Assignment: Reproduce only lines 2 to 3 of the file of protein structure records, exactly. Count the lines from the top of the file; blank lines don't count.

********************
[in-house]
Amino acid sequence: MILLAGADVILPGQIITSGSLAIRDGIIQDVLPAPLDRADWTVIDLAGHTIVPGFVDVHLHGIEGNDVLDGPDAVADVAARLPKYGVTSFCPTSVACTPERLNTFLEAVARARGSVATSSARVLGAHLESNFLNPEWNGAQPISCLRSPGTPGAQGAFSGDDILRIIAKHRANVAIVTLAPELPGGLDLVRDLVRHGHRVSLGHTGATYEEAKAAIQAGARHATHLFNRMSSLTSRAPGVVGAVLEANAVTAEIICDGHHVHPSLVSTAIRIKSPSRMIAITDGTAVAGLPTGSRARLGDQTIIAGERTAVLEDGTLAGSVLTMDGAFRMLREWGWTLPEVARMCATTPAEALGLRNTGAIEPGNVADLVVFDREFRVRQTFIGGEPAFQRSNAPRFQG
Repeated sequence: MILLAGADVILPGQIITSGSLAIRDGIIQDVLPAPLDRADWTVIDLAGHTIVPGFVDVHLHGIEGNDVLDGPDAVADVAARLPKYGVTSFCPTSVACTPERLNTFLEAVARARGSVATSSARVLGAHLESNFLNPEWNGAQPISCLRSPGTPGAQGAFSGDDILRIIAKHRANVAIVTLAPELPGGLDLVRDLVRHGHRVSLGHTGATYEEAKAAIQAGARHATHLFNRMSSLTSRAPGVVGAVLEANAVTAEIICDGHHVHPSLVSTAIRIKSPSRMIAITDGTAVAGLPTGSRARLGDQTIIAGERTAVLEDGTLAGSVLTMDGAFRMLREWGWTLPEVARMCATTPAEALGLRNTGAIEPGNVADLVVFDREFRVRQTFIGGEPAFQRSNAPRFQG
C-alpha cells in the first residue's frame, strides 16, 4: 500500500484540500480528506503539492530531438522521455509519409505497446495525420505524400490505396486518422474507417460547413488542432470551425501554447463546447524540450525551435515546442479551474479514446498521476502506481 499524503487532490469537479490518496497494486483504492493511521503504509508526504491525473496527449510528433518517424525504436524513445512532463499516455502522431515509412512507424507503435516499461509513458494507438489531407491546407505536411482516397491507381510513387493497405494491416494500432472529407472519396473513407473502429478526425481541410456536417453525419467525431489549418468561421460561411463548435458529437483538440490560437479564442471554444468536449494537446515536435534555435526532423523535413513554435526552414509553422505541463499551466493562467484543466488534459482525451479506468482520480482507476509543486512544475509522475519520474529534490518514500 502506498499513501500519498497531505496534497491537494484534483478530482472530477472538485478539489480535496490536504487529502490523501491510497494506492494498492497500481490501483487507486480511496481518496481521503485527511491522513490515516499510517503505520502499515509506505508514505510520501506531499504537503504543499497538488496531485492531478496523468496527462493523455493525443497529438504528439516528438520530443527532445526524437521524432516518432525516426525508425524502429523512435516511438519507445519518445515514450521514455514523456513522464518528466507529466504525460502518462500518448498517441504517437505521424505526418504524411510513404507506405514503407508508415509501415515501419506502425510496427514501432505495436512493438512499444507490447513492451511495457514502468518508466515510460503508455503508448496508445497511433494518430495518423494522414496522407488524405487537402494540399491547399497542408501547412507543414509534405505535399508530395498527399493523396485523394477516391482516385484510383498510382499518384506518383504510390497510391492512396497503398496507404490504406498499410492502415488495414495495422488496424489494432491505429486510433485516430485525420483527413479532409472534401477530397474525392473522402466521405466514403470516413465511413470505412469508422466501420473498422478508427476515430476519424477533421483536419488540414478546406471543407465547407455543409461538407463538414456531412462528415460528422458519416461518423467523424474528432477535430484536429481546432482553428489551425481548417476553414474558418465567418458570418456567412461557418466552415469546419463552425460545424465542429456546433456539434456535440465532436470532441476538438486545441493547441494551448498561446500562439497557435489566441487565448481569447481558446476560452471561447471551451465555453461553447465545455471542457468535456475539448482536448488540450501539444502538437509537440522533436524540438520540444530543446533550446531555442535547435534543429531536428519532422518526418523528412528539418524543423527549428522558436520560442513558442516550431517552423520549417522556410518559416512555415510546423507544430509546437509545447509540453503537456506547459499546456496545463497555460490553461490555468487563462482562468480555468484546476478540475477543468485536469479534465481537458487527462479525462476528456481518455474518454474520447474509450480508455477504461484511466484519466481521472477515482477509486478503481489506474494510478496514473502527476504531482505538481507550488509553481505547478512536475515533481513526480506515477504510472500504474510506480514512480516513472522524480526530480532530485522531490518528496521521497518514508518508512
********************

Amino acid sequence: MILLAGADVILPGQIITSGSLAIRDGIIQDVLPAPLDRADWTVIDLAGHTIVPGFVDVHLHGIEGNDVLDGPDAVADVAARLPKYGVTSFCPTSVACTPERLNTFLEAVARARGSVATSSARVLGAHLESNFLNPEWNGAQPISCLRSPGTPGAQGAFSGDDILRIIAKHRANVAIVTLAPELPGGLDLVRDLVRHGHRVSLGHTGATYEEAKAAIQAGARHATHLFNRMSSLTSRAPGVVGAVLEANAVTAEIICDGHHVHPSLVSTAIRIKSPSRMIAITDGTAVAGLPTGSRARLGDQTIIAGERTAVLEDGTLAGSVLTMDGAFRMLREWGWTLPEVARMCATTPAEALGLRNTGAIEPGNVADLVVFDREFRVRQTFIGGEPAFQRSNAPRFQG
Repeated sequence: MILLAGADVILPGQIITSGSLAIRDGIIQDVLPAPLDRADWTVIDLAGHTIVPGFVDVHLHGIEGNDVLDGPDAVADVAARLPKYGVTSFCPTSVACTPERLNTFLEAVARARGSVATSSARVLGAHLESNFLNPEWNGAQPISCLRSPGTPGAQGAFSGDDILRIIAKHRANVAIVTLAPELPGGLDLVRDLVRHGHRVSLGHTGATYEEAKAAIQAGARHATHLFNRMSSLTSRAPGVVGAVLEANAVTAEIICDGHHVHPSLVSTAIRIKSPSRMIAITDGTAVAGLPTGSRARLGDQTIIAGERTAVLEDGTLAGSVLTMDGAFRMLREWGWTLPEVARMCATTPAEALGLRNTGAIEPGNVADLVVFDREFRVRQTFIGGEPAFQRSNAPRFQG